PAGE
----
Updated: Jan 29
In T. Rapoport (ed), Doing Fandom, Palgrave MacMillan, 2020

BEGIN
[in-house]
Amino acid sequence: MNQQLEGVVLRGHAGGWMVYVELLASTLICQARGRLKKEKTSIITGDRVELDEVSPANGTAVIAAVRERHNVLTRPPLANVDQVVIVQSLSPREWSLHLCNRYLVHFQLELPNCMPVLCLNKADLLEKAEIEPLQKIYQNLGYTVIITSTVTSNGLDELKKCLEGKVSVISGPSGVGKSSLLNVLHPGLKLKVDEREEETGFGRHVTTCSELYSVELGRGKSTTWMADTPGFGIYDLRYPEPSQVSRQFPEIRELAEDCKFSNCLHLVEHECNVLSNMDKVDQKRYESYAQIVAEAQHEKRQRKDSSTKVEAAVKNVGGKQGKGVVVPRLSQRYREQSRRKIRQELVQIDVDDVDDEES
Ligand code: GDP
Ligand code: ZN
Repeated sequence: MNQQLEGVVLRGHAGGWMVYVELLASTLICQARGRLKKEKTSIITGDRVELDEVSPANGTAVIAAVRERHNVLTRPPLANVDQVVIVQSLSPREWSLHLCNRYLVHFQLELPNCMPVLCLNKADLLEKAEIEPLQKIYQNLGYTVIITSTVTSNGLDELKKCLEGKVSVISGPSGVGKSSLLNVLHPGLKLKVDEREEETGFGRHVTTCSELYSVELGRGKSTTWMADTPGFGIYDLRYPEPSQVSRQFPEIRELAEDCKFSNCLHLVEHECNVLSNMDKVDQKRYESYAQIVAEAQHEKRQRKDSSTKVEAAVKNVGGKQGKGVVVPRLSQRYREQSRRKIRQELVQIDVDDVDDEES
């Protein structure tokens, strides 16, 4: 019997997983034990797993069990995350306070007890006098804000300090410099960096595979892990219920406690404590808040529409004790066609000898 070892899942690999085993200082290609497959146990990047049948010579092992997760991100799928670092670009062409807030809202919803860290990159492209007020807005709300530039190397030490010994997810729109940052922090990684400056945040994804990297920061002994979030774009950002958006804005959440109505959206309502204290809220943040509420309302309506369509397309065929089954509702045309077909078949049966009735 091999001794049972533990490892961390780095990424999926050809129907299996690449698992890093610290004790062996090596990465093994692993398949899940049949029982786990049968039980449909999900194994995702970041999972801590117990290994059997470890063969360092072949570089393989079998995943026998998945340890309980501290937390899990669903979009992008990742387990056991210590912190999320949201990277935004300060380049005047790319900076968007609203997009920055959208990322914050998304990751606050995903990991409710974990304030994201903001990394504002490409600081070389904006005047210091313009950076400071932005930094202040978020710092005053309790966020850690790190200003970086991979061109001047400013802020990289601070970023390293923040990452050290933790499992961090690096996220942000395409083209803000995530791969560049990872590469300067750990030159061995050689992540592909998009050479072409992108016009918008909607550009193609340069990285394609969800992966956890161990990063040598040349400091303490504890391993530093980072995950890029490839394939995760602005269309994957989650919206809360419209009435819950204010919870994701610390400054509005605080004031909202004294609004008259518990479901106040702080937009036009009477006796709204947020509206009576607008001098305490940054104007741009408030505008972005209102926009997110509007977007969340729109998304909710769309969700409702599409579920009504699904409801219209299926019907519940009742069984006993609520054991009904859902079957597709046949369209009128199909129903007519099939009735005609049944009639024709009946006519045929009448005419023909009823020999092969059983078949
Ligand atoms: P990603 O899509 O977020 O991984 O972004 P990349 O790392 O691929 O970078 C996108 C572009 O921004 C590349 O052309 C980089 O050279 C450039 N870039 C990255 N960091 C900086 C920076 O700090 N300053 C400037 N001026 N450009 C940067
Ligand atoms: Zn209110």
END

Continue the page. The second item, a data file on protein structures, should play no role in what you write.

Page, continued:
“Football Arenas in the Middle East and North Africa: Battlegrounds for Political Control”, is authored by James M. Dorsey. The chapter discusses how since the late 19th and early 20th centuries, doing fandom has played a central role in the formation of nation states and regimes in the Middle East and North Africa as well as in ratifying and shaping ethnic identities and political demands for independence, liberties and rights. The chapter shows how during the late twentieth century, Middle Eastern and North African leaders have enlisted sports to attain independence, strengthen their hold on centres of power and further their political aims, even as at times the stadium turned into the site of anti-government protest. The age-old ability of autocratic leaders to continue in their ways was significantly restricted at the beginning of the twenty-first century with the rise of militant, battle-hardened political groups of football fans and the Ultras, which challenge the repressive regimes’ power centres and persistently and doggedly confront autocrats’ need to control all public space (as in the protest sites, Tahrir Square in Egypt and Taksim Square of Istanbul.) In the course of intense and sometimes violent change, their struggle turns football and the stadium into a battleground demanding political control, increased political freedom and equal economic opportunity.